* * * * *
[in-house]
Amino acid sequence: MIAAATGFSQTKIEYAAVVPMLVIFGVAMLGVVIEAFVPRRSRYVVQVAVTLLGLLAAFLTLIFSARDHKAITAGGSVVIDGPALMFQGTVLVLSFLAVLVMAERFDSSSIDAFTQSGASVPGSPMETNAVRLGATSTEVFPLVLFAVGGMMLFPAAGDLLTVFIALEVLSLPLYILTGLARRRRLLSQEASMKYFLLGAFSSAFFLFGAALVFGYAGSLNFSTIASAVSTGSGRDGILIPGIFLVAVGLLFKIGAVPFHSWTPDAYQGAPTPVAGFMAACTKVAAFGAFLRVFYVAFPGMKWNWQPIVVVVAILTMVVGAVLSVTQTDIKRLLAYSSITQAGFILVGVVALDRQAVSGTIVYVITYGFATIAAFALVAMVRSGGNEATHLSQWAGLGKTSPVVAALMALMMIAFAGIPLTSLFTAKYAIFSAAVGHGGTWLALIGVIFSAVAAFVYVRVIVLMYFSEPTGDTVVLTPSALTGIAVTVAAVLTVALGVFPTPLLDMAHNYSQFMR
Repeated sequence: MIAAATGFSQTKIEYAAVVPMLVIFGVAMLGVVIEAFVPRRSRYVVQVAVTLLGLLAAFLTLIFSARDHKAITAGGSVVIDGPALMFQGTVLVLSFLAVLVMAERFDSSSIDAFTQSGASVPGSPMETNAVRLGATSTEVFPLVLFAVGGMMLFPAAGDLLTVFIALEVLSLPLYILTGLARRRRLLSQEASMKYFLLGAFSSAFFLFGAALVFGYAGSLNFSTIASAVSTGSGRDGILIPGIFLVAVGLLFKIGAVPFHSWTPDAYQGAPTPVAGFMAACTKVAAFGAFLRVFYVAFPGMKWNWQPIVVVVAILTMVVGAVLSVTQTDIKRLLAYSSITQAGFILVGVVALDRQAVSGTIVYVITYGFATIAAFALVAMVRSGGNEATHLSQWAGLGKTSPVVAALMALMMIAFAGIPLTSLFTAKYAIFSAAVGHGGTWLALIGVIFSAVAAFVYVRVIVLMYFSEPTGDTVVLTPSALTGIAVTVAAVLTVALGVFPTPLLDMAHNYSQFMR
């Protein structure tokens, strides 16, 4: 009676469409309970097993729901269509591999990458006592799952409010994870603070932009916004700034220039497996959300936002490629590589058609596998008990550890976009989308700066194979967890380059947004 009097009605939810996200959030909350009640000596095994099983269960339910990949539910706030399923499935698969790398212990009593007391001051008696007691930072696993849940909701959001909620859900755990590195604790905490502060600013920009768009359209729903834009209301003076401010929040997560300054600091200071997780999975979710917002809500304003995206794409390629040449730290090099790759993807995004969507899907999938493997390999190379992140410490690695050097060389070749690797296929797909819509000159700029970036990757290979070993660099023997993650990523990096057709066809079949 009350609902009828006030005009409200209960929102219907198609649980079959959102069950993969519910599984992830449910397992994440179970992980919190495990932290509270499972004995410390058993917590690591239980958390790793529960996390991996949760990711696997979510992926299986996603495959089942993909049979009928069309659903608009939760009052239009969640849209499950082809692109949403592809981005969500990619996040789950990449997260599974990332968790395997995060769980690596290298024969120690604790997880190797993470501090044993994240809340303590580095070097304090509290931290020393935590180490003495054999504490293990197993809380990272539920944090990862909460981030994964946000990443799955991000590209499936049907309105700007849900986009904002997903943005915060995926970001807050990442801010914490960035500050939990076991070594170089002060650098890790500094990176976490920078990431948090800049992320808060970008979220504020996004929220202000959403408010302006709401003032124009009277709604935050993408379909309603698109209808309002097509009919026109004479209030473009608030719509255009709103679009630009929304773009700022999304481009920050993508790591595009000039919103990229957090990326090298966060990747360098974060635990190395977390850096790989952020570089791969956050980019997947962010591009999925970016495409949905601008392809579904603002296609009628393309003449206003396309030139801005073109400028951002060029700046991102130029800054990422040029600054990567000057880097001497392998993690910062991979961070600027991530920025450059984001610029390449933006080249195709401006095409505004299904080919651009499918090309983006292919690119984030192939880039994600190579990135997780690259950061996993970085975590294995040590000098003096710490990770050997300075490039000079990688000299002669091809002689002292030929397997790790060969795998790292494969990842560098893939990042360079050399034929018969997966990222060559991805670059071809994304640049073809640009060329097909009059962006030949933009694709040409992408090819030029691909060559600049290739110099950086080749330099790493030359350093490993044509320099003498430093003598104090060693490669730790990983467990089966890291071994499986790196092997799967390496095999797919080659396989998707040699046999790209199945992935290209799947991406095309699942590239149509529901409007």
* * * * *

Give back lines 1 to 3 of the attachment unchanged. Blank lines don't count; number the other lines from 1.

[in-house]
Amino acid sequence: MIAAATGFSQTKIEYAAVVPMLVIFGVAMLGVVIEAFVPRRSRYVVQVAVTLLGLLAAFLTLIFSARDHKAITAGGSVVIDGPALMFQGTVLVLSFLAVLVMAERFDSSSIDAFTQSGASVPGSPMETNAVRLGATSTEVFPLVLFAVGGMMLFPAAGDLLTVFIALEVLSLPLYILTGLARRRRLLSQEASMKYFLLGAFSSAFFLFGAALVFGYAGSLNFSTIASAVSTGSGRDGILIPGIFLVAVGLLFKIGAVPFHSWTPDAYQGAPTPVAGFMAACTKVAAFGAFLRVFYVAFPGMKWNWQPIVVVVAILTMVVGAVLSVTQTDIKRLLAYSSITQAGFILVGVVALDRQAVSGTIVYVITYGFATIAAFALVAMVRSGGNEATHLSQWAGLGKTSPVVAALMALMMIAFAGIPLTSLFTAKYAIFSAAVGHGGTWLALIGVIFSAVAAFVYVRVIVLMYFSEPTGDTVVLTPSALTGIAVTVAAVLTVALGVFPTPLLDMAHNYSQFMR
Repeated sequence: MIAAATGFSQTKIEYAAVVPMLVIFGVAMLGVVIEAFVPRRSRYVVQVAVTLLGLLAAFLTLIFSARDHKAITAGGSVVIDGPALMFQGTVLVLSFLAVLVMAERFDSSSIDAFTQSGASVPGSPMETNAVRLGATSTEVFPLVLFAVGGMMLFPAAGDLLTVFIALEVLSLPLYILTGLARRRRLLSQEASMKYFLLGAFSSAFFLFGAALVFGYAGSLNFSTIASAVSTGSGRDGILIPGIFLVAVGLLFKIGAVPFHSWTPDAYQGAPTPVAGFMAACTKVAAFGAFLRVFYVAFPGMKWNWQPIVVVVAILTMVVGAVLSVTQTDIKRLLAYSSITQAGFILVGVVALDRQAVSGTIVYVITYGFATIAAFALVAMVRSGGNEATHLSQWAGLGKTSPVVAALMALMMIAFAGIPLTSLFTAKYAIFSAAVGHGGTWLALIGVIFSAVAAFVYVRVIVLMYFSEPTGDTVVLTPSALTGIAVTVAAVLTVALGVFPTPLLDMAHNYSQFMR